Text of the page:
Equations list

Realistic space travel timer (source code)

Collision detection engine demo (source code, theory)

First, a couple of quick definition-type-things:

I've put formulae in square brackets so they stand out.

Scalar: something like a speed, which has only a magnitude and no direction.

Vector: something like a velocity, with a magnitude and a direction. Can also be defined as the sum of movements in multiple dimensions (ie, an x movement plus a y movement), which makes life much easier when you're trying to add vectors. For some reason, the component in the x direction is measured in terms of

Acceleration: rate of change of velocity. You probably know that, but just to be safe.

In formulae, angles are denoted by the Greek letter theta. However, I'm lazy so I'm going to use g (as in an

I'm going to use standard units if I use any at all - metres for distance, seconds for time and the like - but you can easily use whatever units you like; units and turns, for example, or even quasits and rushyos should you so choose. (Further note: it's probably sensible to use SI (standard) units - it makes life easier, especially when dealing with constants like G)

Resolving direction/magnitude form vectors into components:

This is basic trigonometry. First, make sure the angle is in degrees clockwise from North. Then, with that as your angle and the magnitude as the hypotenuse, your

Going back to direction/magnitude form:

The magnitude is [|x| = SQRT(i^2 + j^2)] (magnitude is the square root of the i value squared plus the j value squared; Pythagoras' theorem).

The direction is [g = arctan (i/j)] (angle equals the inverse tangent of the i value over the j value).

All calculations will be done in component form; as mentioned earlier it's much easier that way (I'm not even sure if it's possible otherwise).

To get the final velocity (v), you need the initial velocity (u), the acceleration (a) and the length of time (t).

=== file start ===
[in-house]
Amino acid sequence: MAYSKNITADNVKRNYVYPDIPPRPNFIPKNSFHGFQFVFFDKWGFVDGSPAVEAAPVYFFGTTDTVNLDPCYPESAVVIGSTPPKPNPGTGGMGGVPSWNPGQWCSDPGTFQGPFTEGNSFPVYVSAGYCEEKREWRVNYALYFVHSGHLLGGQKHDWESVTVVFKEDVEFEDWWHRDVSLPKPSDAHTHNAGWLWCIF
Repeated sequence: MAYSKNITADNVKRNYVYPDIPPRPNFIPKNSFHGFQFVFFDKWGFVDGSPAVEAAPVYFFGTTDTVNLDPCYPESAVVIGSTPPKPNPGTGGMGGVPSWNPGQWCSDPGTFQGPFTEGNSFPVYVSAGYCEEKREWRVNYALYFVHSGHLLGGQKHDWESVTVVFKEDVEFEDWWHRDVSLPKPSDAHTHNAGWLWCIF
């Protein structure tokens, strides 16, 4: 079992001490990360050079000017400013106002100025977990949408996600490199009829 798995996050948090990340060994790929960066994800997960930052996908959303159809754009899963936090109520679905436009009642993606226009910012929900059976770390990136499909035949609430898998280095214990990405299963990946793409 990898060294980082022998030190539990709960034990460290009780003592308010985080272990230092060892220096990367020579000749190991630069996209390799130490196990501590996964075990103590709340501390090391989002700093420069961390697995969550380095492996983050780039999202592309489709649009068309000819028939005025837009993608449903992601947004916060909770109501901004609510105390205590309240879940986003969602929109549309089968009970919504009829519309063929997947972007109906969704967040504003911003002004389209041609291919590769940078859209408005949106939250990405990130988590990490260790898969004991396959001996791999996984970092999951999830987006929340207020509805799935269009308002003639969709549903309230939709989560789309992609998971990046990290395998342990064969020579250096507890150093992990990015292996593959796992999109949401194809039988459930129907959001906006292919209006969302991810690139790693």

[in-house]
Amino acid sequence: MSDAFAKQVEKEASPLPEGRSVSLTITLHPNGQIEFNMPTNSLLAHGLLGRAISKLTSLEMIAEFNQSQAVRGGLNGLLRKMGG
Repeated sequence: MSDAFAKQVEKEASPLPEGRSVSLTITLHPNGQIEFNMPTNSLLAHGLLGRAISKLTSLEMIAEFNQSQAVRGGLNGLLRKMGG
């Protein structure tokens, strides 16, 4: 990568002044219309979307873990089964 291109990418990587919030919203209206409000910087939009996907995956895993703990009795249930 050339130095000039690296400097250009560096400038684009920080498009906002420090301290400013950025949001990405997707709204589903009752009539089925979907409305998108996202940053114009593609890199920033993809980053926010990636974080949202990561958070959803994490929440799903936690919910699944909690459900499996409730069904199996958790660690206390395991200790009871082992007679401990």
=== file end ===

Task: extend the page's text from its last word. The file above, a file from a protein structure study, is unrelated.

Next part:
[v = u + at] (final velocity is the initial velocity plus the acceleration multiplied by the length of time the acceleration is applied for). Since I assume you'll be recalculating position every turn, you can basically ignore the time component, in which case the final velocity is simply [v = u + a]. I suspect the easiest way to do this will be to do the calculation twice, once for the x direction and once for the y direction.

For example, a ship with velocity 5i + 2j fires its engines at 45 degrees with a magnitude of root 8 (that is, the square root of 8).

Resolving the acceleration vector, the i value is root 8 sin 45 and the j value is root 8 cos 45, both of which come to 2, so the acceleration is 2i + 2j. (Yeah, I cheated to make the numbers easy.)

Therefore, to get the velocity after a turn:

i component: v = 5i + 2i = 7i

j component: v = 2j + 2j = 4j

So v = 7i + 4j.

Unfortunately, you still don't know where the ship actually is.

To get the distance (s) you need the initial velocity (u), the time (t) and the acceleration (a).

[s = ut + (1/2)*a*t^2] (the distance is the initial velocity multiplied by the time plus half the acceleration multiplied by the time squared). Complicated, but since we're working on a timescale of 1, you can reduce that to [s = u + a/2].

Therefore, for the position of the ship mentioned above, the change in position is:

x direction: s = 5i + (2/2)i = 6i

y direction: s = 2j + (2/2)j = 3j

Add those values to the coordinates of the ship's original position and you have your ship's new position and its velocity. Physics for idio- mathematicians.